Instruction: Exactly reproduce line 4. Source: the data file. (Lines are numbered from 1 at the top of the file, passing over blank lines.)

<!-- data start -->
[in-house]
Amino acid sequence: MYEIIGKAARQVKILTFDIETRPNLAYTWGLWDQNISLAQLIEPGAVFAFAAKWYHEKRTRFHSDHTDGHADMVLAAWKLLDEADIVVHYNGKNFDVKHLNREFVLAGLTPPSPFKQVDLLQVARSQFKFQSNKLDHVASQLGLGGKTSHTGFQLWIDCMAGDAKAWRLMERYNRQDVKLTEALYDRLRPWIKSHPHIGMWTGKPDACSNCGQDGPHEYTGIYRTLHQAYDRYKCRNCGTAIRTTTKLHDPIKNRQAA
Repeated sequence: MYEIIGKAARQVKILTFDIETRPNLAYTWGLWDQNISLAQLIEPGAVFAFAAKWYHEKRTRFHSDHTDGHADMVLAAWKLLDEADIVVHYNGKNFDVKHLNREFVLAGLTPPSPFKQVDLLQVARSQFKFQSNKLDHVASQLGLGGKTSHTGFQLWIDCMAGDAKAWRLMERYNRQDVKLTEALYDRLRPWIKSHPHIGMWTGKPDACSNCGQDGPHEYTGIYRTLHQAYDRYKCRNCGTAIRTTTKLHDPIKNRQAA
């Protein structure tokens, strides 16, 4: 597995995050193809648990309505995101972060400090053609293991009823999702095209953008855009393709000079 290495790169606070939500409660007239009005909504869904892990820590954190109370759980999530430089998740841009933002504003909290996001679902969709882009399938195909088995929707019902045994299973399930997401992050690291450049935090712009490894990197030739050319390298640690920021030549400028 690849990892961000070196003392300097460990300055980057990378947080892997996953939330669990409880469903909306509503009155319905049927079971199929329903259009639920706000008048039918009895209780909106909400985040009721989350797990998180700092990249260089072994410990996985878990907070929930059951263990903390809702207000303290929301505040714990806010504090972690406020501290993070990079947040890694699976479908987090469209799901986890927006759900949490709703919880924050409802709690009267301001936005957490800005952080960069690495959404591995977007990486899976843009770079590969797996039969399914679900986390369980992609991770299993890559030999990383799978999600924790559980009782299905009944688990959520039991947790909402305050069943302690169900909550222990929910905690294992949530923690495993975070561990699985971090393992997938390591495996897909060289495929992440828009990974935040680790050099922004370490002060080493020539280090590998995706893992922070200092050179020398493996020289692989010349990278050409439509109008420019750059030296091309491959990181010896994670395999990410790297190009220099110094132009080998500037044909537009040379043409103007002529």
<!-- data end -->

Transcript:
């Protein structure tokens, strides 16, 4: 597995995050193809648990309505995101972060400090053609293991009823999702095209953008855009393709000079 290495790169606070939500409660007239009005909504869904892990820590954190109370759980999530430089998740841009933002504003909290996001679902969709882009399938195909088995929707019902045994299973399930997401992050690291450049935090712009490894990197030739050319390298640690920021030549400028 690849990892961000070196003392300097460990300055980057990378947080892997996953939330669990409880469903909306509503009155319905049927079971199929329903259009639920706000008048039918009895209780909106909400985040009721989350797990998180700092990249260089072994410990996985878990907070929930059951263990903390809702207000303290929301505040714990806010504090972690406020501290993070990079947040890694699976479908987090469209799901986890927006759900949490709703919880924050409802709690009267301001936005957490800005952080960069690495959404591995977007990486899976843009770079590969797996039969399914679900986390369980992609991770299993890559030999990383799978999600924790559980009782299905009944688990959520039991947790909402305050069943302690169900909550222990929910905690294992949530923690495993975070561990699985971090393992997938390591495996897909060289495929992440828009990974935040680790050099922004370490002060080493020539280090590998995706893992922070200092050179020398493996020289692989010349990278050409439509109008420019750059030296091309491959990181010896994670395999990410790297190009220099110094132009080998500037044909537009040379043409103007002529």